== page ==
On Sunday morning when the Romanians marched into the arena in Rio, they were the defending Olympic team bronze medalists. When they exited two hours later, it was clear that the team that had introduced Nadia Comaneci and the Perfect 10 40 years ago would not be sending a squad to Brazil in the summer.
Everything started going wrong for the Romanians almost from the minute they saluted the judges and stepped out onto the mint green podium. Their first event was the uneven bars, which is a weakness for the team across the board. Though the first competitor hit, the next one up, team veteran Diana Bulimar, fell. But even on hit sets, they were one to two points per routine off the pace of the top programs.
Next came beam, traditionally a strength for the Romanian program, who pioneered the “move quick as a bunny and look great while doing it” style of balance beam. But on Sunday, they had two falls there. They added falls on floor and vault, too. At the end of the first subdivision of four, they were sitting in second behind the Australians, a team whose only world medal came in 2003 on a technicality when the Chinese were harshly penalized for flipping on podium while waiting to compete. With stronger teams to come in the later subdivisions, it was inevitable that they would be bumped out of the top four, which would keep them from Olympic qualification.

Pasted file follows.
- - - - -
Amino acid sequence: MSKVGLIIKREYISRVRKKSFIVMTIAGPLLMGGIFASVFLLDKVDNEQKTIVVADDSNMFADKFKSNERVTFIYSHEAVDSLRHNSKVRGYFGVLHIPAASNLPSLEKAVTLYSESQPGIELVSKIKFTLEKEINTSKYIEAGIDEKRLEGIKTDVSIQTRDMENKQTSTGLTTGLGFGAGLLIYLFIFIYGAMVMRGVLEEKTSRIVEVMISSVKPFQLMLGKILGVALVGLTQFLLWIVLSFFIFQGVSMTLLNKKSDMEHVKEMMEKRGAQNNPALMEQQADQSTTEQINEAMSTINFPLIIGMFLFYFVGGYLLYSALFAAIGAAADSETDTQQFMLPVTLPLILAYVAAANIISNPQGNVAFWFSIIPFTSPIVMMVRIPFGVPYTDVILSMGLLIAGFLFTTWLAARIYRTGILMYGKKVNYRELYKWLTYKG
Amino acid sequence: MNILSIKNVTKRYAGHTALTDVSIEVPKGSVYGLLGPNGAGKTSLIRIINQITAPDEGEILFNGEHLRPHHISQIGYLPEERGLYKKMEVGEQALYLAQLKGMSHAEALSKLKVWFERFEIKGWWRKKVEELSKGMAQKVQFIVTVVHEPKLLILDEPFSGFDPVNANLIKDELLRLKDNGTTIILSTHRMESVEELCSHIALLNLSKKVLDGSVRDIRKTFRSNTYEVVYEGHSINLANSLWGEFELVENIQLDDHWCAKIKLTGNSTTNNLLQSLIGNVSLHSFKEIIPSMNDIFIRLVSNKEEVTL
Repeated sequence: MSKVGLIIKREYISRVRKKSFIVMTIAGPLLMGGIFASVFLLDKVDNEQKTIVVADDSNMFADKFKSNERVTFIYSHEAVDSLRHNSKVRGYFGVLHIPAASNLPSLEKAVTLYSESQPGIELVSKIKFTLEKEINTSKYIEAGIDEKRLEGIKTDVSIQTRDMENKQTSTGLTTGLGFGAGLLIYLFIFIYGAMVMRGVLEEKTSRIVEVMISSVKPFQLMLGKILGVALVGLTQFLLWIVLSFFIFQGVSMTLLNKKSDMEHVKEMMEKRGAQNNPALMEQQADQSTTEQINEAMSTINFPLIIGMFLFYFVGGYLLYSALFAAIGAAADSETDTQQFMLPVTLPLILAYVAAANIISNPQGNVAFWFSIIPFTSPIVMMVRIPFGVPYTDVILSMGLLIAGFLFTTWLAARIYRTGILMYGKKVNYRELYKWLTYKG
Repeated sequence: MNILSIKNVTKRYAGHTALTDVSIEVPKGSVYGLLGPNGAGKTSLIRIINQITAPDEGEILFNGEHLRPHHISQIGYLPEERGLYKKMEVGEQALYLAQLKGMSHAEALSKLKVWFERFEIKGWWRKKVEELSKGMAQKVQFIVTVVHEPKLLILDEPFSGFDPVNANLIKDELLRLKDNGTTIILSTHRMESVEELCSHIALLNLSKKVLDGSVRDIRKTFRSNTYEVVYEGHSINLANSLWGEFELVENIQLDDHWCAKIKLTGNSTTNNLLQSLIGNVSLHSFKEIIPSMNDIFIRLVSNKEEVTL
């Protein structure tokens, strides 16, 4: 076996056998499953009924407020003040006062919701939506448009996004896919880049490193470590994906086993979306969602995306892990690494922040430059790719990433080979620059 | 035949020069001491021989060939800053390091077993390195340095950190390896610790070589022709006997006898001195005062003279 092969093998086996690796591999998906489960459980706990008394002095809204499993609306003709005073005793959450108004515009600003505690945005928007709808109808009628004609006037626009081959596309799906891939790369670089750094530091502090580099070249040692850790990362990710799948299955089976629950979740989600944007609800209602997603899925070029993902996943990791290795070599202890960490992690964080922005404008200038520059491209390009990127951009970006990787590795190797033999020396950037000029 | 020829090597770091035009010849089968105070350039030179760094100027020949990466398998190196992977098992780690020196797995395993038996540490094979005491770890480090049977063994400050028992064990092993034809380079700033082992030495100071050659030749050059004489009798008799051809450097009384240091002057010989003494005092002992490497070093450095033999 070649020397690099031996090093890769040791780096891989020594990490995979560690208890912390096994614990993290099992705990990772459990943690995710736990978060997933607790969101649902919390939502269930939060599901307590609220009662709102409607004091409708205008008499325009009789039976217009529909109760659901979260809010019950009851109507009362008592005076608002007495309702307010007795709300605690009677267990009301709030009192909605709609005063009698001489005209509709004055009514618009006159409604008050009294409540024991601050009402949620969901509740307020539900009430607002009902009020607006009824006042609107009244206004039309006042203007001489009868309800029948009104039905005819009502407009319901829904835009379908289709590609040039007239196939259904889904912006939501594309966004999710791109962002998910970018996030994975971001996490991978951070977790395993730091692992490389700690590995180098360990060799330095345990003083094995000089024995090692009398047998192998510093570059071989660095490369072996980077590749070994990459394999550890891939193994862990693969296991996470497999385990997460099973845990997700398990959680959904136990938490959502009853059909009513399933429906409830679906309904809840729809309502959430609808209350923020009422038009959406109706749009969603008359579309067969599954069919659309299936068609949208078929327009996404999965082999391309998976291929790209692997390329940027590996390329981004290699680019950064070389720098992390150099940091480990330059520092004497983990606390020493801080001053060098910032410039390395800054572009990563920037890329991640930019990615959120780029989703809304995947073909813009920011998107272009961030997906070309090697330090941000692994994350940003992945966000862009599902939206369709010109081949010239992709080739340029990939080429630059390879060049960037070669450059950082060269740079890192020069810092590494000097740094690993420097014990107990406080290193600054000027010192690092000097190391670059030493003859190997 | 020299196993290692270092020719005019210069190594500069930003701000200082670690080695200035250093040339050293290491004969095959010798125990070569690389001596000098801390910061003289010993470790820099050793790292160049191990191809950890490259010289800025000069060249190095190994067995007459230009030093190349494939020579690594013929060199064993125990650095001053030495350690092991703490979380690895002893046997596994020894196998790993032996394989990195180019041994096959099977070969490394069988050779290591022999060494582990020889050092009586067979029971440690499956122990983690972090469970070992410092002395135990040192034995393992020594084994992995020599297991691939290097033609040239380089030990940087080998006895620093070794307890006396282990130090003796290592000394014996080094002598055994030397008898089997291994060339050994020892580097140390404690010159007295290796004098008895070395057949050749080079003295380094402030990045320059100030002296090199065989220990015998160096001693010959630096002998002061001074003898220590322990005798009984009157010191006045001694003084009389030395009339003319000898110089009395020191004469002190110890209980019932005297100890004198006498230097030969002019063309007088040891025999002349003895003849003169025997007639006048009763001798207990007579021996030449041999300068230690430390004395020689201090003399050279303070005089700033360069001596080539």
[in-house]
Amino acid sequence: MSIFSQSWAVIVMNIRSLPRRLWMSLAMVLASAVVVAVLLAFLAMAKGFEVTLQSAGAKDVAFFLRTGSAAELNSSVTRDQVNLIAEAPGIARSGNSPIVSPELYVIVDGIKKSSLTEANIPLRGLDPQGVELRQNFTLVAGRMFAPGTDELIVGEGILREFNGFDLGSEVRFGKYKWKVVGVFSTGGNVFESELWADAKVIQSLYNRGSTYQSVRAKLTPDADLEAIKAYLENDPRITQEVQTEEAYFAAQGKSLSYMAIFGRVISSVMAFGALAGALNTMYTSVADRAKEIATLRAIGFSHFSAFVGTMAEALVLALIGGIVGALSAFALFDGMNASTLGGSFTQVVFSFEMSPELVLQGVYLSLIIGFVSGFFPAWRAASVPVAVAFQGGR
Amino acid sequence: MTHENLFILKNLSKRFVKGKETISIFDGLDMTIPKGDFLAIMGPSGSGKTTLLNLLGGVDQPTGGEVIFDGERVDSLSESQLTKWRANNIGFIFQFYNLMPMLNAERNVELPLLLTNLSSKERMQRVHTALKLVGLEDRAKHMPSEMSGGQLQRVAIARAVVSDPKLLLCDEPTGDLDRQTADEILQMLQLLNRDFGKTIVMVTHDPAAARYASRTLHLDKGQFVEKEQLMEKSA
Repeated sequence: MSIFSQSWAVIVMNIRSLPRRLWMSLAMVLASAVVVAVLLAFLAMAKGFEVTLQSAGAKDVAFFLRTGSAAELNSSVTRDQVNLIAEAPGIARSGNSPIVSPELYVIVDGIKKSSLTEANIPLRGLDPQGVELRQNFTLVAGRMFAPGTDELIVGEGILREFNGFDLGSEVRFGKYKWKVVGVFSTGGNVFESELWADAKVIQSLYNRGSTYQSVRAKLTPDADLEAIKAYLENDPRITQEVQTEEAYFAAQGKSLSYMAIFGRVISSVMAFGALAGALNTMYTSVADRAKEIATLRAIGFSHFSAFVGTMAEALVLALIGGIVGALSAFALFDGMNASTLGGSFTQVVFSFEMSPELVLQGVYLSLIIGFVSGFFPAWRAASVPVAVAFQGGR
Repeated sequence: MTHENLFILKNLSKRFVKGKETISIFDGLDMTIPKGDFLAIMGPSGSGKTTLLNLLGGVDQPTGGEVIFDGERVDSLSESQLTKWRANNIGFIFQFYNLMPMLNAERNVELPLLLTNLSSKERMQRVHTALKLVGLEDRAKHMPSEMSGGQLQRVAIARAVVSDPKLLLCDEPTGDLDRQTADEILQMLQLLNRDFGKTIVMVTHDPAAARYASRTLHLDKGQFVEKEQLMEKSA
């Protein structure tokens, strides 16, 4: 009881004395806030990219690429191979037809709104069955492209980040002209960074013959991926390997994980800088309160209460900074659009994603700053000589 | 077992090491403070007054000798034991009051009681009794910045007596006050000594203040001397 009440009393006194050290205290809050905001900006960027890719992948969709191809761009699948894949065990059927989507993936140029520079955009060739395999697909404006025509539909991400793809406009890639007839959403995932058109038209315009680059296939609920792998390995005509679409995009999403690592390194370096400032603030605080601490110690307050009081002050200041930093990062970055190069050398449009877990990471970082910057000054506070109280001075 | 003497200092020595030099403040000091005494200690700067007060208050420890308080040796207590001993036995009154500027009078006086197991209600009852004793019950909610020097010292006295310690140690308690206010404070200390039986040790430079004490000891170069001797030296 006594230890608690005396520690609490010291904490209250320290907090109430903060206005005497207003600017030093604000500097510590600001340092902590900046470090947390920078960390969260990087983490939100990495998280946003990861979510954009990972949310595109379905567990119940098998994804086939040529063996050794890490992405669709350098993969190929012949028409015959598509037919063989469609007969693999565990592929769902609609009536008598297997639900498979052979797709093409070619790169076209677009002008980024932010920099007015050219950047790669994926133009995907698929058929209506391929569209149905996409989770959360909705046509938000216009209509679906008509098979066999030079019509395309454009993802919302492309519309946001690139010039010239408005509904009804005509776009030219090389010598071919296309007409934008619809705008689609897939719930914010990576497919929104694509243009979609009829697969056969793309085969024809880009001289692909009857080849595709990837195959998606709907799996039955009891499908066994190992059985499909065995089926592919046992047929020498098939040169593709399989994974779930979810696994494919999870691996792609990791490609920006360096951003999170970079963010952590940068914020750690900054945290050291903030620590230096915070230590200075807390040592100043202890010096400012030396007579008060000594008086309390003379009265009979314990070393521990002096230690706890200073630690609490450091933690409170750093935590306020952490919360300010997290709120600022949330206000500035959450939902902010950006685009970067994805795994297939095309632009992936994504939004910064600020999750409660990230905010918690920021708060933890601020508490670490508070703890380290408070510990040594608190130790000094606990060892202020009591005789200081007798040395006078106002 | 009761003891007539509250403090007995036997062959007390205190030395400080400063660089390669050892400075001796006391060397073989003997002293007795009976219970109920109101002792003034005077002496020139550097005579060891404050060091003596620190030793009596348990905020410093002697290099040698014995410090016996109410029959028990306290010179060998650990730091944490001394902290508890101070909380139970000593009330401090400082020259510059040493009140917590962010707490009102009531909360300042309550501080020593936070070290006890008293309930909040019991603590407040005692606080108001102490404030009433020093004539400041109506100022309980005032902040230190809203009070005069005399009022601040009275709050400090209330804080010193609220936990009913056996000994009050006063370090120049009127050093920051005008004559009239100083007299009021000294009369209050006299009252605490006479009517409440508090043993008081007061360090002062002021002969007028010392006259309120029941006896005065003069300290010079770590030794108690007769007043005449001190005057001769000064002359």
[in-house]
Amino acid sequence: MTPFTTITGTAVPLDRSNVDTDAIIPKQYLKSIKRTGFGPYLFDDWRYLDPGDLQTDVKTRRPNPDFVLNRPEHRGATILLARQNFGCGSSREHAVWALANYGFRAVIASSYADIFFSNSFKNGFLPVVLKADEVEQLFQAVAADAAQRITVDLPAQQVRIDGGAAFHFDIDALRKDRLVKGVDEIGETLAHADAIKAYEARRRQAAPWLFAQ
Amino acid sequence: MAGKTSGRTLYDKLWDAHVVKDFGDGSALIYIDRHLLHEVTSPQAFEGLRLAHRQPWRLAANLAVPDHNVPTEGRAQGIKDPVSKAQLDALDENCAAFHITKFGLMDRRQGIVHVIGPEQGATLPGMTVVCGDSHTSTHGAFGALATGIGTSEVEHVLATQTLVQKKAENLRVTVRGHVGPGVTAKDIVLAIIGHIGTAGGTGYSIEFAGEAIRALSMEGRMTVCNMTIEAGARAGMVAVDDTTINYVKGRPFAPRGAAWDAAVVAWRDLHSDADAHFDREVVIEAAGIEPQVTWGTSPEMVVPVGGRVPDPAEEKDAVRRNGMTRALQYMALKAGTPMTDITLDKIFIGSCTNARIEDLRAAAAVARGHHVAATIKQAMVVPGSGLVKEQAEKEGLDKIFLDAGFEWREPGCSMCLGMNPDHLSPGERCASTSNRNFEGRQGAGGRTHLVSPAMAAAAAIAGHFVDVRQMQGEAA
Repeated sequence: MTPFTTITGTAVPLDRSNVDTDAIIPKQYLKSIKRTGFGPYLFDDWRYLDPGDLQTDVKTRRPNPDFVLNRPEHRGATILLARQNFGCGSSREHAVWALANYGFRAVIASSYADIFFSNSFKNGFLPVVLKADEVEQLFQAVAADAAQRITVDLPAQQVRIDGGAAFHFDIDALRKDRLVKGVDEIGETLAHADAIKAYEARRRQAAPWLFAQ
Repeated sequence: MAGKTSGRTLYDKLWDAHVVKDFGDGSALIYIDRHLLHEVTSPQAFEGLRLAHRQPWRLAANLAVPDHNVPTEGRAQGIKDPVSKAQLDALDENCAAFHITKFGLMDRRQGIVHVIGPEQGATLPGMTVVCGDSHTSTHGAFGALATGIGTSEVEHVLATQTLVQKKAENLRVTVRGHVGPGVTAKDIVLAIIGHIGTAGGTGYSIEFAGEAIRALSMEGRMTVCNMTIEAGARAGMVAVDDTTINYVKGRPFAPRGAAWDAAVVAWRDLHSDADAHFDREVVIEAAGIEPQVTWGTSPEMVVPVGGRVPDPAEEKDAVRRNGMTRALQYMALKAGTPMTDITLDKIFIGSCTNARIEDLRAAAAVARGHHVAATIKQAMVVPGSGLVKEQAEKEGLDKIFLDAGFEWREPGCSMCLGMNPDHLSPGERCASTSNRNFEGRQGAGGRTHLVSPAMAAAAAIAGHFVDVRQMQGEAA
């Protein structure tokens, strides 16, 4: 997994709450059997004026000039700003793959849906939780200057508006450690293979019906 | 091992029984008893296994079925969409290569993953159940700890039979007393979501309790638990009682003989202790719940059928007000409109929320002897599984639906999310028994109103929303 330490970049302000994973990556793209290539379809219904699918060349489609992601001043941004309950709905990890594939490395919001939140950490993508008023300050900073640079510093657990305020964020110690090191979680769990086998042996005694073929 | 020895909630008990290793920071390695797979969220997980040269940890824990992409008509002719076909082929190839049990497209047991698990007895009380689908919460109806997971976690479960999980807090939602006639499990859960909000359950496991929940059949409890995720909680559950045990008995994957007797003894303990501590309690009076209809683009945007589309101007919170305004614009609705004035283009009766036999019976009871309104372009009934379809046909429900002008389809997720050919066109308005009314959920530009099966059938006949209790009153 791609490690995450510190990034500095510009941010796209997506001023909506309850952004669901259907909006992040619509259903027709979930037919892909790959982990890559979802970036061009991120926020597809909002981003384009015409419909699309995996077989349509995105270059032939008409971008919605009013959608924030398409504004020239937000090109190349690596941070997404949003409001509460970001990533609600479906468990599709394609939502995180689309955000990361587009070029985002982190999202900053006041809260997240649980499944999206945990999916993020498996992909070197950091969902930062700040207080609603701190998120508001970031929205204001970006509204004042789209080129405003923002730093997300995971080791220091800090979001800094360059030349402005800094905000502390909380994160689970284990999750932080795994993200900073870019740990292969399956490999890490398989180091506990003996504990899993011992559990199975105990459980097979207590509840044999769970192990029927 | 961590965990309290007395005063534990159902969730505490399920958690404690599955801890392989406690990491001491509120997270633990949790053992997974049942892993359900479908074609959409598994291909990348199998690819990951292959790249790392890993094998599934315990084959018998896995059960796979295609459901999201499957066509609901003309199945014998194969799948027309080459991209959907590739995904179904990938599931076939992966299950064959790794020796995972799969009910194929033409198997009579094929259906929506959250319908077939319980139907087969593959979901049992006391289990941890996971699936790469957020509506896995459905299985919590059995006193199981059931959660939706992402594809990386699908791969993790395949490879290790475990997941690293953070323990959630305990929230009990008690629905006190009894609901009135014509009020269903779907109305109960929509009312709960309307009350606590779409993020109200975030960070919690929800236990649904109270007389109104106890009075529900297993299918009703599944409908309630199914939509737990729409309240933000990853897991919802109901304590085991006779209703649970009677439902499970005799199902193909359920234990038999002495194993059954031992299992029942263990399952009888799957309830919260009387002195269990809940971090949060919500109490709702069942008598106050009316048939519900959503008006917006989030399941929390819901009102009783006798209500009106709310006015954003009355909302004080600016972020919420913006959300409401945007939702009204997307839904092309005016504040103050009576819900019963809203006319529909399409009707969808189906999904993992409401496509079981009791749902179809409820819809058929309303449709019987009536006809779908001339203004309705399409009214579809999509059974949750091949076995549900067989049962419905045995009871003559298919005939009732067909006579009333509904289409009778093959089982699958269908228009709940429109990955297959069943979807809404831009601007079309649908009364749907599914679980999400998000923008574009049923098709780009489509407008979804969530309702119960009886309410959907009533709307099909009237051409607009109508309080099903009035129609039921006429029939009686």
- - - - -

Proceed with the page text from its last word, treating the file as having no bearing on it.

At the end of the day all but one team – the South Koreans – surpassed them. Even Switzerland moved ahead of them in the final tally.
“I was surprised,” Rick McCharles, a former Canadian judge and coach, told the Guardian in an email. He was in Rio, blogging about the Test Event for his site, Gymnastics Coaching. He said he thought they had just enough to land in the top four.
To be fair, the Romanians were plagued with unusually bad luck in the run up to Sunday, losing their top two gymnasts – 2015 world bronze medalist Larisa Iordache and Laura Jurca – in the weeks leading up to the test event. The loss of Iordache, in particular, was especially painful. When she’s on, she’s usually the top scorer for the team on every single apparatus. And she’s the only one among them capable of a world class bar routine, boosting their total on that piece by at least two full points.
In the past, losing such prized gymnasts wouldn’t have put Olympic qualification in doubt. Romania would have replaced the injured athletes with other capable gymnasts – perhaps not stars in their own right but able to get the job done. But when that time came, there was almost no one on the bench. Silvia Zarzu was so weak on the bars they didn’t bother putting her in competition on the event even though they had a fall they were looking to drop.
More significantly, in the good ol’ days of Romanian gymnastics, they wouldn’t have been forced to qualify to the Games in April of the Olympic year. They would’ve already taken care of this at the previous world championships by placing in the top eight among all of the teams.